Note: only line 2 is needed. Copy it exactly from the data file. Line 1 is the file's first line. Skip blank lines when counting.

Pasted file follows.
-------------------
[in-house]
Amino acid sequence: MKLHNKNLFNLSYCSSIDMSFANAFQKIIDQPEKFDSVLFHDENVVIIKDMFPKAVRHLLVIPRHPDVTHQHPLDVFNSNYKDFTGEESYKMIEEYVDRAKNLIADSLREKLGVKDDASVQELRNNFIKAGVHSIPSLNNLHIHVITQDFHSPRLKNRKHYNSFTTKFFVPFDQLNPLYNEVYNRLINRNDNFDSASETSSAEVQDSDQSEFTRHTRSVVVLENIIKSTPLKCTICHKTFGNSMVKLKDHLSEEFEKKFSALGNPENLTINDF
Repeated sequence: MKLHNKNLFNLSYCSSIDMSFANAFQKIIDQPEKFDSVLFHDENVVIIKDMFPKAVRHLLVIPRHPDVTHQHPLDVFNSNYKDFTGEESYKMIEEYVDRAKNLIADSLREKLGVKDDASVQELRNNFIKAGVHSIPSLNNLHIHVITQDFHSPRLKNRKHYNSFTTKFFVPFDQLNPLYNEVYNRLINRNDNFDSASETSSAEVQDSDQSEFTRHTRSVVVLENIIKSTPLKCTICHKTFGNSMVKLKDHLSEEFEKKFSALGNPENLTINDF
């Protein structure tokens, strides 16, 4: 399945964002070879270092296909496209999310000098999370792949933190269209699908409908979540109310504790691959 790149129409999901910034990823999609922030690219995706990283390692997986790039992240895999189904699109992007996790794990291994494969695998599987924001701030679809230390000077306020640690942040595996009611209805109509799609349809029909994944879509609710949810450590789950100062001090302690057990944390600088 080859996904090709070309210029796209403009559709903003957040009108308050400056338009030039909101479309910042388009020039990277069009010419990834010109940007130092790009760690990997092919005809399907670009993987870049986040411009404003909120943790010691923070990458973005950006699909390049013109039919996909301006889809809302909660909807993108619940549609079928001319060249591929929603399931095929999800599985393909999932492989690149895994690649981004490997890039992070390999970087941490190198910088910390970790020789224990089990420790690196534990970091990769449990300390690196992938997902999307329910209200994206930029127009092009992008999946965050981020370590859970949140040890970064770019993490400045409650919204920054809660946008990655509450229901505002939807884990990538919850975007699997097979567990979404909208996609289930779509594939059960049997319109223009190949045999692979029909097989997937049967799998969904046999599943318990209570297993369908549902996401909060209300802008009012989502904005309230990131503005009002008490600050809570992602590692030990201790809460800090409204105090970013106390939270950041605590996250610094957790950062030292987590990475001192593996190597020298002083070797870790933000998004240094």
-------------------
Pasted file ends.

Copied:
Amino acid sequence: MKLHNKNLFNLSYCSSIDMSFANAFQKIIDQPEKFDSVLFHDENVVIIKDMFPKAVRHLLVIPRHPDVTHQHPLDVFNSNYKDFTGEESYKMIEEYVDRAKNLIADSLREKLGVKDDASVQELRNNFIKAGVHSIPSLNNLHIHVITQDFHSPRLKNRKHYNSFTTKFFVPFDQLNPLYNEVYNRLINRNDNFDSASETSSAEVQDSDQSEFTRHTRSVVVLENIIKSTPLKCTICHKTFGNSMVKLKDHLSEEFEKKFSALGNPENLTINDF